On the phone with his teenage brother, a young person in my young people’s church organization noticed his brother, the popular, fun-loving, star high school football player, sounded more mature and serious in his conversation. The usual jostling greeting of “What do you want?” was replaced with a simple, “hello.” Three days later the younger brother committed suicide by hanging himself immediately after church, stunning his older brother, the entire family, and a host of friends. “It still kinda freaks me out and saddens me because I don’t see the reason behind the suicide. I saw no warning signs, “ says the older brother. The younger brother was 16 years old.

Youth suicide is a serious problem. According to the National Institute of Mental Health, Suicide is the third leading cause of death among teens . Surprisingly, it is also the third leading cause of death for 15 to 24-year olds, according to the Center for Disease Control and Prevention (CDC), surpassed only by accidents and homicide . While the reasons behind a teen’s suicide or attempted suicide can be complex, suicide is preventable. Youth who are contemplating suicide frequently give warning signs of their distress.

The key to prevention is to know these warning signs and what to do to help:
• Aggressive behavior
• Changes in sleeping habits
• Decline in school work
• Drug or alcohol abuse
• Giving away prized possessions
• Legal question about death
• Loss of interest in regular activities
• Loss of energy
• Mood swings and personality changes
• Neglecting personal appearance
• Preoccupation with death
• Previous suicide attempts
• Psychosomatic complaints
• Self-destructive behavior
• Sudden changes in eating habits
• Suddenly happy after long depression
• Talking about death and suicide
• Talking about life after death
• Unnecessary and dangerous risks
• Withdrawal from friends and family
• Trouble concentrating or thinking clearly

Suicidal young people don’t really want to die - they just want their pain to end. If a friend mentions suicide, take it seriously. Do not remain silent. Remember, suicide is preventable; stay calm and act quickly:

• Ask your friend if he or she is thinking about suicide.
• Focus on your concern for your friend's well-being. Do not be accusatory!
• Listen. Listen. Listen.
• Reassure your friend that there is help; tell her/him that this feeling won't last forever. Do not be judgmental!
• Provide constant supervision. Do not leave the youth alone.
• Remove means for self-harm.
• Get help. Do not agree to keep the suicidal thoughts a secret. Instead, tell an adult, such as a parent, teacher, or school psychologist.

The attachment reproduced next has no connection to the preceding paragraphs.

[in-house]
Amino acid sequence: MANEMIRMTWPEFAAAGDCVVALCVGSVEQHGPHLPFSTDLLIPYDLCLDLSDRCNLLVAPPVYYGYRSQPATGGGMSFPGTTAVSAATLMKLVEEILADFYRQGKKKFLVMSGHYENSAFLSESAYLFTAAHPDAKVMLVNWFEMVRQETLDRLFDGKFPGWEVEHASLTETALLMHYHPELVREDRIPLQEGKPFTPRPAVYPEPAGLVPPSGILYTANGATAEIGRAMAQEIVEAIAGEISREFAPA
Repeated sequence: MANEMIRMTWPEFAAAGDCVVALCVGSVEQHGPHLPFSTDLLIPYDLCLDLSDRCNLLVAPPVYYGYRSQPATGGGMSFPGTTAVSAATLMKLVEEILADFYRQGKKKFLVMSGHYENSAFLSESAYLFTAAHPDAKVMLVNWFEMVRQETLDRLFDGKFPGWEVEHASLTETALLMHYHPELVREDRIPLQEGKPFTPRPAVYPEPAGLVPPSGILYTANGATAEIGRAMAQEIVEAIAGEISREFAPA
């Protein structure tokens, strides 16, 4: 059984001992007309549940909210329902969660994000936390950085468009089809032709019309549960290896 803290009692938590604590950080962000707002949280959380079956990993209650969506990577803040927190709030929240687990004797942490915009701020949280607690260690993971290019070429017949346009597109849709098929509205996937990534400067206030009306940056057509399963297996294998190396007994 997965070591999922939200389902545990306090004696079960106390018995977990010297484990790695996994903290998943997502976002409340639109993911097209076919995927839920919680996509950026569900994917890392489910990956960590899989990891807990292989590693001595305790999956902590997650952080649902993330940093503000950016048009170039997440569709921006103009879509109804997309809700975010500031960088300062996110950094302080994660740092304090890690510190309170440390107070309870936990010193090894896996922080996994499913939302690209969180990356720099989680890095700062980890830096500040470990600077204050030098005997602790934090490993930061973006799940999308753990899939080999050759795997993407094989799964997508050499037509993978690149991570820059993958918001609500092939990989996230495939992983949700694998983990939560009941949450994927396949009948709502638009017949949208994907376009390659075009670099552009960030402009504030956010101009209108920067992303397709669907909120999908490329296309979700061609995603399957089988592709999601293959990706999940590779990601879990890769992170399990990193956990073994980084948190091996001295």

I encourage all of us to be concerned about the welfare of our youth and this major problem that threatens them. By familiarizing ourselves and our young people with the suicide warning signs, we may be able to save a life and prevent a suicide.

Parents, help prevent suicide tendencies with "TLC":

• (T) Talking. Have frequent conversations with your youth – two-way conversations.

• (L) Listening with Love. Young people sense when they are simply being tolerated or when there is no active listening.

• (C) Caring enough to make sure lethal weapons and prescription pills are not readily available for the youth’s success in committing suicide; Caring enough to seek counseling for the young person who already shows suicide tendencies.

“It’s okay to be open about who you are, how you feel, depression and anything else going on in your life,” says the older brother whose young brother committed suicide, you can always talk to somebody who will listen. The biggest thing is not to be afraid to admit there may be a problem.”

The pain and grief may be enormous for the family and friends who lose a loved one through suicide. It is normal to feel guilty and to question how this could have happened, but it’s also important to realize that you might never get the answers you seek. The young man in my young people organization laments, “…he left no note, no email, no text message…” You may have your days of reflection, especially birthdays and holidays. The healing that takes place over time comes from reaching a point of forgiveness – for both you and your loved one who left you through suicide.

Suicide Prevention Organizations

National Hopeline Network

Suicide Awareness Voices of Education


Suicide Prevention Action Network USA, Inc.

American Foundation for Suicide Prevention

VA Suicide Prevention Lifeline

Author's Bio: 

Ida Tyree Hyche, J.D., is historian, researcher, writer, and advocate for professional development of young people through knowledge sharing. She conducts leadership development and professional seminars on social issues affecting youth and young adults through her non-profit organization. Ida resides in Birmingham and Huntsville, Alabama.